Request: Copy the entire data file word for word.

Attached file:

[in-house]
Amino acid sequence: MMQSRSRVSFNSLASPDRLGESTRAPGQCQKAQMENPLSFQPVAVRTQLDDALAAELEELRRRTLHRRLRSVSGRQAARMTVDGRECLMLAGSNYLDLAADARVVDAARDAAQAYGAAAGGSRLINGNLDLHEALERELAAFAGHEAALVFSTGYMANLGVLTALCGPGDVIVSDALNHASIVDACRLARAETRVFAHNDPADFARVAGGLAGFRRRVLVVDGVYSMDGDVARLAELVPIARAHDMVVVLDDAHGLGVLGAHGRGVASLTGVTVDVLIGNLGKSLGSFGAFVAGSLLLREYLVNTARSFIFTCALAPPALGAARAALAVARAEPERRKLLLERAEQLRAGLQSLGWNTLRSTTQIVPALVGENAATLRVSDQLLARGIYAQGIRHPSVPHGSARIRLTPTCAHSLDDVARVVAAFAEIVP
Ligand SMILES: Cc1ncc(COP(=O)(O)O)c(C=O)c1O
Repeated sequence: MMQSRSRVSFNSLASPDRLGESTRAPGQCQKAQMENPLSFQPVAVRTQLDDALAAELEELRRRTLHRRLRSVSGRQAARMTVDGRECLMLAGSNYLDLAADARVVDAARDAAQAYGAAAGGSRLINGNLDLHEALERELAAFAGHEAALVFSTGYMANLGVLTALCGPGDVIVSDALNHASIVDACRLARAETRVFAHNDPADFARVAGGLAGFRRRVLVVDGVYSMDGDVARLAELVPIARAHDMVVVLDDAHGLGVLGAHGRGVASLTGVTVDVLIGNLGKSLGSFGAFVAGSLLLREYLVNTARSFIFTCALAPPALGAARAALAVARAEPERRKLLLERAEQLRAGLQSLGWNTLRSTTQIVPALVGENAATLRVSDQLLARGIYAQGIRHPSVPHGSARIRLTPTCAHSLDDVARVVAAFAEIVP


[in-house]
Amino acid sequence: MMQSRSRVSFNSLASPDRLGESTRAPGQCQKAQMENPLSFQPVAVRTQLDDALAAELEELRRRTLHRRLRSVSGRQAARMTVDGRECLMLAGSNYLDLAADARVVDAARDAAQAYGAAAGGSRLINGNLDLHEALERELAAFAGHEAALVFSTGYMANLGVLTALCGPGDVIVSDALNHASIVDACRLARAETRVFAHNDPADFARVAGGLAGFRRRVLVVDGVYSMDGDVARLAELVPIARAHDMVVVLDDAHGLGVLGAHGRGVASLTGVTVDVLIGNLGKSLGSFGAFVAGSLLLREYLVNTARSFIFTCALAPPALGAARAALAVARAEPERRKLLLERAEQLRAGLQSLGWNTLRSTTQIVPALVGENAATLRVSDQLLARGIYAQGIRHPSVPHGSARIRLTPTCAHSLDDVARVVAAFAEIVP
Ligand SMILES: Cc1ncc(COP(=O)(O)O)c(C=O)c1O
Repeated sequence: MMQSRSRVSFNSLASPDRLGESTRAPGQCQKAQMENPLSFQPVAVRTQLDDALAAELEELRRRTLHRRLRSVSGRQAARMTVDGRECLMLAGSNYLDLAADARVVDAARDAAQAYGAAAGGSRLINGNLDLHEALERELAAFAGHEAALVFSTGYMANLGVLTALCGPGDVIVSDALNHASIVDACRLARAETRVFAHNDPADFARVAGGLAGFRRRVLVVDGVYSMDGDVARLAELVPIARAHDMVVVLDDAHGLGVLGAHGRGVASLTGVTVDVLIGNLGKSLGSFGAFVAGSLLLREYLVNTARSFIFTCALAPPALGAARAALAVARAEPERRKLLLERAEQLRAGLQSLGWNTLRSTTQIVPALVGENAATLRVSDQLLARGIYAQGIRHPSVPHGSARIRLTPTCAHSLDDVARVVAAFAEIVP